“The impressive yield of this anthology is that it deals with supposedly familiar subjects but still succeeds in opening up a new discussion. . . . Scott delivers interesting discussions over many theoretical concepts, and her diagnosis, with the help of psychoanalysis, of the discipline’s shortcomings is striking.” — Angelika Epple, History and Theory

“I choose to conclude by mentioning one aspect that I consider of special relevance: the critique of the fantasy of continuity in historical constructions. This critique concerns not only the temporal categories of history and its periodisation, but is tightly linked with the critique of essentialism. This is why I consider it foundational for any innovative historical practice, including the multifarious forms of feminist history." — Luisa Passerini, Gender and History

The Fantasy of Feminist History deal with one of the oldest and most difficult problems faced by feminist historians across the generations: how is it possible to account for emotions, passions, feelings, desires and fantasies while doing historical research? It is easy to predict that the arguments – and the book – will play a central role in theoretical and methodological debates among scholars working on gender issues in years to come.”  — Paola Di Cori, European Journal of Women's Studies

The Fantasy of Feminist History is Joan Wallach Scott’s most important intervention in the field of gender history since her classic article of 1986. In her usual lucid prose, she invites us to rethink gender analysis in psychoanalytic terms and thus enrich our analytic vocabulary for understanding human existence. Her critiques of sexual difference and cultural construction dramatically change our notions of gender norms. Her elucidation of fantasy as a historical category of analysis is also groundbreaking. This book is a must-read for all historians and gender scholars.” — Mary Louise Roberts, author of Disruptive Acts: The New Woman in Fin-de-Siècle France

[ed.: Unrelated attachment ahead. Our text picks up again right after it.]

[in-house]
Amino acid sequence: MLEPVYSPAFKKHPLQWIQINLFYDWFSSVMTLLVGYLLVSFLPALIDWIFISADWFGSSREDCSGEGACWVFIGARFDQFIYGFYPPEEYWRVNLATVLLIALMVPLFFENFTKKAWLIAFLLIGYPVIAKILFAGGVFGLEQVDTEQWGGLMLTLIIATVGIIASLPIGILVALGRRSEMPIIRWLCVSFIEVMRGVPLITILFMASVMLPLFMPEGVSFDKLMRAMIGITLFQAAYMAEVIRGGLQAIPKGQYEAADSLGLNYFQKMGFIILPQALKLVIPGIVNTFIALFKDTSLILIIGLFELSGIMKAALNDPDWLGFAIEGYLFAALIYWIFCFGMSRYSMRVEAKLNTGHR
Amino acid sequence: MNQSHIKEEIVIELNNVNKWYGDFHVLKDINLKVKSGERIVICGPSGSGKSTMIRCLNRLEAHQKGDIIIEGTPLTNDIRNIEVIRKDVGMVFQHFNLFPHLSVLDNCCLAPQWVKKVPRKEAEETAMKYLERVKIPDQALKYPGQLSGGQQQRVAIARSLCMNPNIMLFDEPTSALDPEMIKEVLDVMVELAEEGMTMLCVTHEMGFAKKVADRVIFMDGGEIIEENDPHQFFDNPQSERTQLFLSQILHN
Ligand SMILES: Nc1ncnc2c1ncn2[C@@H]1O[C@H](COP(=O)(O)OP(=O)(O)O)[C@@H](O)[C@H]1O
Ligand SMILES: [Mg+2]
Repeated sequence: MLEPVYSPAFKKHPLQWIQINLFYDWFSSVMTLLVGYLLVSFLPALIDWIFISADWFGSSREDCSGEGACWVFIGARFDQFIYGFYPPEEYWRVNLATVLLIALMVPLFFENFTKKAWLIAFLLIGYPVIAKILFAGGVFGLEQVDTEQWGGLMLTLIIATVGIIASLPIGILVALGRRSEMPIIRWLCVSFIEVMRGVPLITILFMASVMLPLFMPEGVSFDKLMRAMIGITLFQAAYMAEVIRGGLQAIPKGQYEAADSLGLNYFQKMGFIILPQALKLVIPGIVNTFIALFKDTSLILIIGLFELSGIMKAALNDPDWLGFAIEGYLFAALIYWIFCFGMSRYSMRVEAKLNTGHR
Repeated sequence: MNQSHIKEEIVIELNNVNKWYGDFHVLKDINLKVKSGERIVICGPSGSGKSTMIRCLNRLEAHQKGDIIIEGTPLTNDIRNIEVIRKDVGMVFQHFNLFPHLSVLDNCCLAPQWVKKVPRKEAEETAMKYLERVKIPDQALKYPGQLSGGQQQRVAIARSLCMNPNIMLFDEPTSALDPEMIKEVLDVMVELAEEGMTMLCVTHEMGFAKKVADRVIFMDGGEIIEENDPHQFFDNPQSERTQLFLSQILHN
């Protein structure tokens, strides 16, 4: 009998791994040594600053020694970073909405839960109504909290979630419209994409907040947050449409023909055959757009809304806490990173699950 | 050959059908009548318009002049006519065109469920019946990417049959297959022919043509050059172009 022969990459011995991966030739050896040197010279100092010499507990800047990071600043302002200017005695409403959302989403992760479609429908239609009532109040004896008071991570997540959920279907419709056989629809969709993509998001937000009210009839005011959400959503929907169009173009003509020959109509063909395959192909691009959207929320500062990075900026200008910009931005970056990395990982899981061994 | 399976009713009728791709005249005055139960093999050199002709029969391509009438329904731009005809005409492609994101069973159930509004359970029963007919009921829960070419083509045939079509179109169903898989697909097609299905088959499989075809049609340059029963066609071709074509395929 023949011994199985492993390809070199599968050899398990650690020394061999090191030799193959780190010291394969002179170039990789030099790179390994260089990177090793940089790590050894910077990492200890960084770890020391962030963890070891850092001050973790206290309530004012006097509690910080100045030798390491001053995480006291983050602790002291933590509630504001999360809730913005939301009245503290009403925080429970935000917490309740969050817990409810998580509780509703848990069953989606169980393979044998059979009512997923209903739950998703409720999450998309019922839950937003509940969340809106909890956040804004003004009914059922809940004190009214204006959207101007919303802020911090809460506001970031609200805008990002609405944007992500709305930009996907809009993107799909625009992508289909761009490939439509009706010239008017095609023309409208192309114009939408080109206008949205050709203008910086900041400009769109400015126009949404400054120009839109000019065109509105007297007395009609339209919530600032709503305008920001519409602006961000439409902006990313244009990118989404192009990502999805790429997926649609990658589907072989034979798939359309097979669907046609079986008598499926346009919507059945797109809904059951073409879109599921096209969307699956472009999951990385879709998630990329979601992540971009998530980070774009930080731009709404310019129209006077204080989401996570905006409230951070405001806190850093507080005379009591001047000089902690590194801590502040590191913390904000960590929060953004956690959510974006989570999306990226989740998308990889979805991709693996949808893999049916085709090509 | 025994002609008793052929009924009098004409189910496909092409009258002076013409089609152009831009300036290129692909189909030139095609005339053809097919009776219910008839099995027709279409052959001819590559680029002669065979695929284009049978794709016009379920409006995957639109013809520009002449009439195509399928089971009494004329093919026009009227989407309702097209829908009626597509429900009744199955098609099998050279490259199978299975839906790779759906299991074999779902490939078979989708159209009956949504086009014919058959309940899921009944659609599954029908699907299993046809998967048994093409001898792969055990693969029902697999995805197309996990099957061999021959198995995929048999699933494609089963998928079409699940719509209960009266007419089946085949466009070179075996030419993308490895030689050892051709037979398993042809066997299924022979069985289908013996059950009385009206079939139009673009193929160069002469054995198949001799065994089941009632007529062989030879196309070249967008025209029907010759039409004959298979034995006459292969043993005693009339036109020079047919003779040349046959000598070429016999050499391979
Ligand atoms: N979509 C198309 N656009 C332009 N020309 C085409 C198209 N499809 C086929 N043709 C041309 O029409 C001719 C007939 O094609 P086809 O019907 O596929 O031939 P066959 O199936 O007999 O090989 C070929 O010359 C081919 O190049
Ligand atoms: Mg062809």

“Joan Wallach Scott is not merely a historian of gender. Gender also proves a useful tool in her history of our present. To preserve its ‘critical edge,’ she summons psychoanalysis, convincingly arguing that gender studies need not be limited to cold reason. From paradox to dilemma, indeed, there is madness in Scott’s method, and it is exhilarating.” — Éric Fassin, École Normale Supérieure


“This elegant collection of Joan Wallach Scott’s recent essays on feminist history and critique is her best book yet. Relentlessly pedagogical, bracingly reflexive, and breathtakingly creative, each essay makes good on the book’s premise that ‘psychoanalysis animates the concept of gender for historians.’ The introduction—a perspicacious narrative of feminist theory’s complex relationship with sexual difference and psychoanalysis—is worth its weight in gold, and the five essays that follow, on topics ranging from secularism to seduction theory, are polished gems of historical-theoretical inquiry. Together they reinvigorate feminist theory with brilliant new ideas, juxtapositions, and engagements.” — Wendy Brown, University of California, Berkeley


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Author/Editor Bios Back to Top

Joan Wallach Scott is the Harold F. Linder Professor of Social Science at the Institute for Advanced Study. Her many books include The Politics of the Veil, Parité: Sexual Equality and the Crisis of French Universalism, Only Paradoxes to Offer: French Feminists and the Rights of Man, and Gender and the Politics of History.

Table of Contents Back to Top
Acknowledgments vi

Introduction. "Flyers into the Unknown": Gender, History, Psychoanalysis 1

1. Feminism's History 23

2. Fantasy Echo: History and the Construction of Identity 45

3. Feminist Reverberations 68

4. Sexularism: On Secularism and Gender Equality 91

5. French Seduction Theory 117

Epilogue. A Feminist Theory Archive 141

Notes 149

Bibliography 169

Index 181
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Additional InformationBack to Top
Paper: 978-0-8223-5125-2 / Cloth: 978-0-8223-5113-9